Stocks Close Slightly Down

A 10-year note auction yields more than some traders had expected, and the Fed's beige book paints a mixed picture. Alix Steel discusses the day in The Real Story video above.
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Updated from 4:17 p.m. EDT

Stocks in New York pared losses into the close Wednesday, recovering after a somewhat disappointing Treasury auction and the

Federal Reserve's

regional look at the economy after oil futures closed above $71 a barrel.

The

Dow Jones Industrial Average

gave up 24.04 points, or 0.3%, to 8739.02, while the

S&P 500

was off by 3.28 points, or 0.4%, to 939.15. The

Nasdaq

fell 7.05 points, or 0.4%, to 1853.08.

Alcoa

(AA) - Get Report

was the best performer on the Dow, gaining 3.1%, while

Caterpillar

(CAT) - Get Report

was the worst, losing 1.6%.

Losses accelerated as investors showed some disappointment in the Treasury's $19 billion auction of 10-year notes, the second leg of a planned $65 billion in sales of notes and bonds that has Wall Street's attention this week. The high yield was 3.99%, more than some traders had expected and the most the government has paid since August.

Longer-dated Treasury yields were rising. The 10-year, down 21/32, was yielding 3.94%, while the 30-year, which fell 1-18/32, was yielding 4.75%.

Shortly after the conclusion of the auction, the Federal Reserve released its beige book,

a report

on 12 of its district banks. Economic conditions remained weak or further deteriorated during the period from mid-April through May, according to the report.

"However, five of the Districts noted that the downward trend is showing signs of moderating," it said. "Further, contacts from several Districts said that their expectations have improved, though they do not see a substantial increase in economic activity through the end of the year."

The major indices closed mixed prior to Wednesday. If it's any evidence of the indecision, the Dow reversed direction across the flat line 81 times Tuesday. The Dow has reached positive territory for the year during the last four sessions, but has yet to close there.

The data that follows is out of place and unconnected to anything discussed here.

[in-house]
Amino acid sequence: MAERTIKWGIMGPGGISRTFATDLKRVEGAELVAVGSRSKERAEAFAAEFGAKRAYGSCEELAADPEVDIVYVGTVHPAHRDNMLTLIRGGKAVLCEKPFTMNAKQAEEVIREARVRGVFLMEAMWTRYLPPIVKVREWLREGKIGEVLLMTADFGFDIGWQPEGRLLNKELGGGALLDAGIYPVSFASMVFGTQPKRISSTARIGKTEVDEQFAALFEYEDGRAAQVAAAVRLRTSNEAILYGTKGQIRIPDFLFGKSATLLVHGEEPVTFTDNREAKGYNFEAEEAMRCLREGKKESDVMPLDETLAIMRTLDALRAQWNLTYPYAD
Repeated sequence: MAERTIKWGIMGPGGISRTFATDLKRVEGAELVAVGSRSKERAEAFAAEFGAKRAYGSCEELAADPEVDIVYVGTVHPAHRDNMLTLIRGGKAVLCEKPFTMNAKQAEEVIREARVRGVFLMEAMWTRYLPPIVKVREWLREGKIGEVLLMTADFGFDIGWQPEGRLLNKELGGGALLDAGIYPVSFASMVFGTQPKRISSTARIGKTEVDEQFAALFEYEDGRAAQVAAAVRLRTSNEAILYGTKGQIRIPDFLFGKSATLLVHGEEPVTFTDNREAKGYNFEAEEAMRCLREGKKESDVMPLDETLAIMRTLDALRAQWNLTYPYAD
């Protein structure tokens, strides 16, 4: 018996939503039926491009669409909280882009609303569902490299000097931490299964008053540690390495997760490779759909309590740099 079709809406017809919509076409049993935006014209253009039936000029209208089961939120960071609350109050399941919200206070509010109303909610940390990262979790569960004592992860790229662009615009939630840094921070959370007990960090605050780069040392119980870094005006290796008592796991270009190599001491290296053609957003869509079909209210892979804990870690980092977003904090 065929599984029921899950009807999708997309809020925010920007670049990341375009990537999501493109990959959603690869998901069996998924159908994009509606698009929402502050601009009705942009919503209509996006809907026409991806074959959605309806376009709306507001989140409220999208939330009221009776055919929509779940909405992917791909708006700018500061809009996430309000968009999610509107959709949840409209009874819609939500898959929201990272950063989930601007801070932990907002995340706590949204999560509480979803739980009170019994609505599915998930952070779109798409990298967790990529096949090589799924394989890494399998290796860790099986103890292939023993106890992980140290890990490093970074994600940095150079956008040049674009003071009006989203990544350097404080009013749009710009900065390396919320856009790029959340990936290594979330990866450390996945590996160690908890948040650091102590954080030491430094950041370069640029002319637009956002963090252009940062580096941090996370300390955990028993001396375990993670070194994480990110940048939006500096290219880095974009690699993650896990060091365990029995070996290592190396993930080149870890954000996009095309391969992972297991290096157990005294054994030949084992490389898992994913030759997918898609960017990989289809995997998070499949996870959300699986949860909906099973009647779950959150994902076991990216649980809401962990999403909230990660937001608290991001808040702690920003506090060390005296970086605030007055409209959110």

"There's a good amount of profit-taking on light news," says Anu Sharma, managing director of the market intelligence desk at Nasdaq OMX. At midday, the Nasdaq was on pace to do 30% to 40% less than average volume for the day.

"No one is really making any moves, and even if we get a little good news coming into the marketplace, we're going to see some profit-taking," says Sharma.

Moreover, the S&P and Dow are right near their 200-day moving averages, and that's creating some psychological resistance, says Charles Rotblut, senior market analyst at Zacks Investment Research.

"When you look at the light volume, the 200-day moving average, and the size of the rallies in some of these stocks, it's given some people caution, and some people are afraid to buy in this market," says Rotblut. At the same time, "every time we suggest the economy is getting better, saying that the worst-case scenario hasn't occurred, it could be an argument to buy."

One breakout area was commodities, in particular crude oil, which rose $1.32, to settle at $71.33 a barrel. The Department of Energy reported an inventory drawdown of 4.38 million barrels. Earlier in the week, the Energy Information Administration forecast increased oil demand for 2009, and the American Petroleum Institute said crude oil supplies fell 5.96 million barrels last week, helping to fuel the rise beyond $70 a barrel.

Inventory reductions "give further justification to some of the bullish activity we've seen," says Phil Flynn, an analyst at Alaron Trading. "Obviously the major factors have been the dollar and the bigger economic picture, but now we've got some actual numbers justifying what we've seen, indicating a more bullish outlook."

Among integrated oil stocks,

Chesapeake Energy

(CHK) - Get Report

rose 4.6%, and

PetroChina

(PTR) - Get Report

added 2.2%.

Tech stocks were lower, throughout the day but pared losses by the close.

Apple

(AAPL) - Get Report

was still down by 1.7%, however.

The Department of Commerce reported the trade deficit was just slightly greater than expected in April, at $29.16 billion, compared to a revised $28.53 billion in March. Exports declined 2.3% to the lowest level since July 2006, while imports dipped 1.4% to their lowest level since September 2004, despite a 2.1% uptick in imports of petroleum driven by the rebound in crude oil prices.

In corporate news,

Home Depot

(HD) - Get Report

lifted its fiscal-year

earnings outlook

, saying it now expects earnings per share from continuing operations to be flat to down 7% from a year earlier, while adjusted earnings are seen falling 20% to 26%. The previous expectation was for the lower end of those ranges. Shares edged up 0.2%.

Also, the Supreme Court

cleared the way

for

Chrysler's

sale to

Fiat

, turning down an appeal by opponents that included consumer groups and three Indiana pension plans. The Supreme Court issued a stay earlier in the week effectively halting the asset sale before ultimately allowing it through.

The dollar was recently weaker vs. the yen, pound and euro. Gold was unchanged at $954.70 an ounce.

Stocks overseas were widely higher. In Europe Frankfurt's Dax and London's FTSE 100 were up 0.7% and 1.1%, respectively. In Asia, Hong Kong's Hang Seng and Japan's Nikkei gained 4% and 2.1%, respectively.